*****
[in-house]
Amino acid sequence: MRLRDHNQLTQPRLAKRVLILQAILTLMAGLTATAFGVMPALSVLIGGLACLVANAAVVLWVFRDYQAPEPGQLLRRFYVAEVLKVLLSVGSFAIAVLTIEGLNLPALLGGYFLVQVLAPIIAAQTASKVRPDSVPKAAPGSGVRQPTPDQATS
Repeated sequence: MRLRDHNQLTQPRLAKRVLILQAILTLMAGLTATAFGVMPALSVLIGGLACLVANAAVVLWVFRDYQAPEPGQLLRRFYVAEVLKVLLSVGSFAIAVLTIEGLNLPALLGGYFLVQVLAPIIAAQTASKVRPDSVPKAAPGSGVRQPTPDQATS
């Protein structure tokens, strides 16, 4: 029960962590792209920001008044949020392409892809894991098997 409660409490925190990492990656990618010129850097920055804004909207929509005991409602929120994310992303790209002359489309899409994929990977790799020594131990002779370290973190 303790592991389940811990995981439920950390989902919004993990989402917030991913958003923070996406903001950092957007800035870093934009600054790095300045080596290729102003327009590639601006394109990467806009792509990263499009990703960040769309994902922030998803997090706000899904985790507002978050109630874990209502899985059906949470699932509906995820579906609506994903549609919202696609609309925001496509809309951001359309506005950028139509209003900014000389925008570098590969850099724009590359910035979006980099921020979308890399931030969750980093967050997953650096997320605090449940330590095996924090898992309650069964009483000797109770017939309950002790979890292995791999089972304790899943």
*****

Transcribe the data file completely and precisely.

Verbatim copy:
[in-house]
Amino acid sequence: MRLRDHNQLTQPRLAKRVLILQAILTLMAGLTATAFGVMPALSVLIGGLACLVANAAVVLWVFRDYQAPEPGQLLRRFYVAEVLKVLLSVGSFAIAVLTIEGLNLPALLGGYFLVQVLAPIIAAQTASKVRPDSVPKAAPGSGVRQPTPDQATS
Repeated sequence: MRLRDHNQLTQPRLAKRVLILQAILTLMAGLTATAFGVMPALSVLIGGLACLVANAAVVLWVFRDYQAPEPGQLLRRFYVAEVLKVLLSVGSFAIAVLTIEGLNLPALLGGYFLVQVLAPIIAAQTASKVRPDSVPKAAPGSGVRQPTPDQATS
């Protein structure tokens, strides 16, 4: 029960962590792209920001008044949020392409892809894991098997 409660409490925190990492990656990618010129850097920055804004909207929509005991409602929120994310992303790209002359489309899409994929990977790799020594131990002779370290973190 303790592991389940811990995981439920950390989902919004993990989402917030991913958003923070996406903001950092957007800035870093934009600054790095300045080596290729102003327009590639601006394109990467806009792509990263499009990703960040769309994902922030998803997090706000899904985790507002978050109630874990209502899985059906949470699932509906995820579906609506994903549609919202696609609309925001496509809309951001359309506005950028139509209003900014000389925008570098590969850099724009590359910035979006980099921020979308890399931030969750980093967050997953650096997320605090449940330590095996924090898992309650069964009483000797109770017939309950002790979890292995791999089972304790899943």